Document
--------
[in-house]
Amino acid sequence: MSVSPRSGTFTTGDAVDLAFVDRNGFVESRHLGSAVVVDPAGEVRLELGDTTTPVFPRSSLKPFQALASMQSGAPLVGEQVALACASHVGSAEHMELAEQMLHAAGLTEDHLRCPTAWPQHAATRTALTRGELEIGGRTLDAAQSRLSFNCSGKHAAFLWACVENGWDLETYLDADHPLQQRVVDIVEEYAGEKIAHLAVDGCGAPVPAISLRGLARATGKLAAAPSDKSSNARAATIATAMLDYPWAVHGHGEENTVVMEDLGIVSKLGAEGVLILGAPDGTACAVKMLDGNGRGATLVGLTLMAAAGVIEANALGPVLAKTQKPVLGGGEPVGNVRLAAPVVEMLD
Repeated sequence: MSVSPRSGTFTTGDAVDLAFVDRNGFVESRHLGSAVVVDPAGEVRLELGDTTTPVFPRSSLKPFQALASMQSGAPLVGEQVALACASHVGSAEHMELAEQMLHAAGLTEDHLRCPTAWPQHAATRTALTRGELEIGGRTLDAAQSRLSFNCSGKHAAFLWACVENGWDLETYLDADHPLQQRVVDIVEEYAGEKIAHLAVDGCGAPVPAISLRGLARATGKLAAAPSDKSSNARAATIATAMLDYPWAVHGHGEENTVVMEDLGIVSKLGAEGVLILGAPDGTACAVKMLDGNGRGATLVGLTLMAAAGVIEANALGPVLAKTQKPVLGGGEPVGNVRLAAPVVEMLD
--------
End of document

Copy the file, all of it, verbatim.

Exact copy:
[in-house]
Amino acid sequence: MSVSPRSGTFTTGDAVDLAFVDRNGFVESRHLGSAVVVDPAGEVRLELGDTTTPVFPRSSLKPFQALASMQSGAPLVGEQVALACASHVGSAEHMELAEQMLHAAGLTEDHLRCPTAWPQHAATRTALTRGELEIGGRTLDAAQSRLSFNCSGKHAAFLWACVENGWDLETYLDADHPLQQRVVDIVEEYAGEKIAHLAVDGCGAPVPAISLRGLARATGKLAAAPSDKSSNARAATIATAMLDYPWAVHGHGEENTVVMEDLGIVSKLGAEGVLILGAPDGTACAVKMLDGNGRGATLVGLTLMAAAGVIEANALGPVLAKTQKPVLGGGEPVGNVRLAAPVVEMLD
Repeated sequence: MSVSPRSGTFTTGDAVDLAFVDRNGFVESRHLGSAVVVDPAGEVRLELGDTTTPVFPRSSLKPFQALASMQSGAPLVGEQVALACASHVGSAEHMELAEQMLHAAGLTEDHLRCPTAWPQHAATRTALTRGELEIGGRTLDAAQSRLSFNCSGKHAAFLWACVENGWDLETYLDADHPLQQRVVDIVEEYAGEKIAHLAVDGCGAPVPAISLRGLARATGKLAAAPSDKSSNARAATIATAMLDYPWAVHGHGEENTVVMEDLGIVSKLGAEGVLILGAPDGTACAVKMLDGNGRGATLVGLTLMAAAGVIEANALGPVLAKTQKPVLGGGEPVGNVRLAAPVVEMLD